The most commonly published adult stem cell type is a mesenchymal stem cell, or an MSC. This is usually derived from bone marrow, but it also can be derived from fat or other tissues. This is a great “all around” stem cell for multiple repair purposes. In particular, as my video shows below, it’s very important to note for this review that the research says that MSCs are generally RARE in umbilical cord blood:
In fact, they can only be isolated in a very low percentage of umbilical cords. Hence, even if you used fresh umbilical cords to harvest the blood, you would have a significant number of MSCs in only about 1 to 2 in 10 of these cords. This means that any commercially available cord blood product in the U.S. is very unlikely to have many MSCs. In addition, it’s also very unlikely to have live and functional stem cells at all.
Think of all of this like an antibiotic. You may know that different antibiotics kill different bugs, so choosing the right one is necessary to get rid of that cough. Hence, in the same way, choosing the right stem cell type is critical. In addition, a research study that used antibiotic A to treat bug B can’t be compared to one that used antibiotic C to treat bug B. Or a study that rubbed antibiotic A on the skin can’t be compared to one that administered it IV.
R3’s Research Page
By clicking a link in the press release, I landed on a research page on this topic that lives on the R3 website. Basically, the page claims we have copious research that using stem cells to treat stroke is safe and effective.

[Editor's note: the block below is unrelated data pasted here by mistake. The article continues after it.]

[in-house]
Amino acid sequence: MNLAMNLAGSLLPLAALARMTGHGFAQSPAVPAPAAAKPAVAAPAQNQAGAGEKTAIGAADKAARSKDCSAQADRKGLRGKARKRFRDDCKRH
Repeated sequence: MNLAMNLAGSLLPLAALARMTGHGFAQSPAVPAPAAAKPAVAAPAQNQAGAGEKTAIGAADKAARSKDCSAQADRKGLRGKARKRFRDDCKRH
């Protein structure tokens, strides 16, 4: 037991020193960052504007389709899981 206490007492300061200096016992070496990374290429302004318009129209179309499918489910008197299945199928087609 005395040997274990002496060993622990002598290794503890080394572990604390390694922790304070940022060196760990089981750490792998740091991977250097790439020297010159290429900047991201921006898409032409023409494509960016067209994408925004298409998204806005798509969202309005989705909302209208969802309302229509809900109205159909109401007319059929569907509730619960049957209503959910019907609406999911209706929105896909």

The RC page cites a few different studies. Here are the citations:
- Bang et al, which is a tiny randomized controlled trial involving 5 patients who got IV infusion of autologous culture-expanded mesenchymal stem cells (MSCs).
- Chen et al, which is a meta-analysis of 16 studies. These used neural stem cells (NSC), bone marrow mesenchymal stem cells (MSC), and umbilical cord mesenchymal stem cells (UC-MSC). Most of these used bone marrow MSCs (12), and only one used umbilical cord MSCs.
- Lemmens et al. This is just a review of the basic science of why this would work without much clinical data that it does work.
- Martino et al. This is another review article similar to Chen et al, with the studies largely using either culture-expanded bone marrow MSCs or bone marrow concentrate. The results of these studies are sometimes positive and sometimes negative.
The Research Done by Others
R3 uses commercially available cord blood. As you can see above, that would be a problem as only one study reviewed in the citations used umbilical cord blood. However, that study used a very different product than R3 utilizes.